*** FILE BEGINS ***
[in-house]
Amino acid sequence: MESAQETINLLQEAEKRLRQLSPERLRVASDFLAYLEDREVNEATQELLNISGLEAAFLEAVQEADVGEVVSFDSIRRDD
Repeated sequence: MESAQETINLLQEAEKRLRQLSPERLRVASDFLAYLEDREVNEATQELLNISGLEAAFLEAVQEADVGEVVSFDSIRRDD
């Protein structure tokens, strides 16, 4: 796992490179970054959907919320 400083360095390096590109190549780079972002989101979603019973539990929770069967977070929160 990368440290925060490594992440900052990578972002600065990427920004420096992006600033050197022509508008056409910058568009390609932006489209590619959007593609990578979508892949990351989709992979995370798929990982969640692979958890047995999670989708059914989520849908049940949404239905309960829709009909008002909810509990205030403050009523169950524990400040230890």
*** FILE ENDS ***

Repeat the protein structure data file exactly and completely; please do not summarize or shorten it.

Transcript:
[in-house]
Amino acid sequence: MESAQETINLLQEAEKRLRQLSPERLRVASDFLAYLEDREVNEATQELLNISGLEAAFLEAVQEADVGEVVSFDSIRRDD
Repeated sequence: MESAQETINLLQEAEKRLRQLSPERLRVASDFLAYLEDREVNEATQELLNISGLEAAFLEAVQEADVGEVVSFDSIRRDD
């Protein structure tokens, strides 16, 4: 796992490179970054959907919320 400083360095390096590109190549780079972002989101979603019973539990929770069967977070929160 990368440290925060490594992440900052990578972002600065990427920004420096992006600033050197022509508008056409910058568009390609932006489209590619959007593609990578979508892949990351989709992979995370798929990982969640692979958890047995999670989708059914989520849908049940949404239905309960829709009909008002909810509990205030403050009523169950524990400040230890």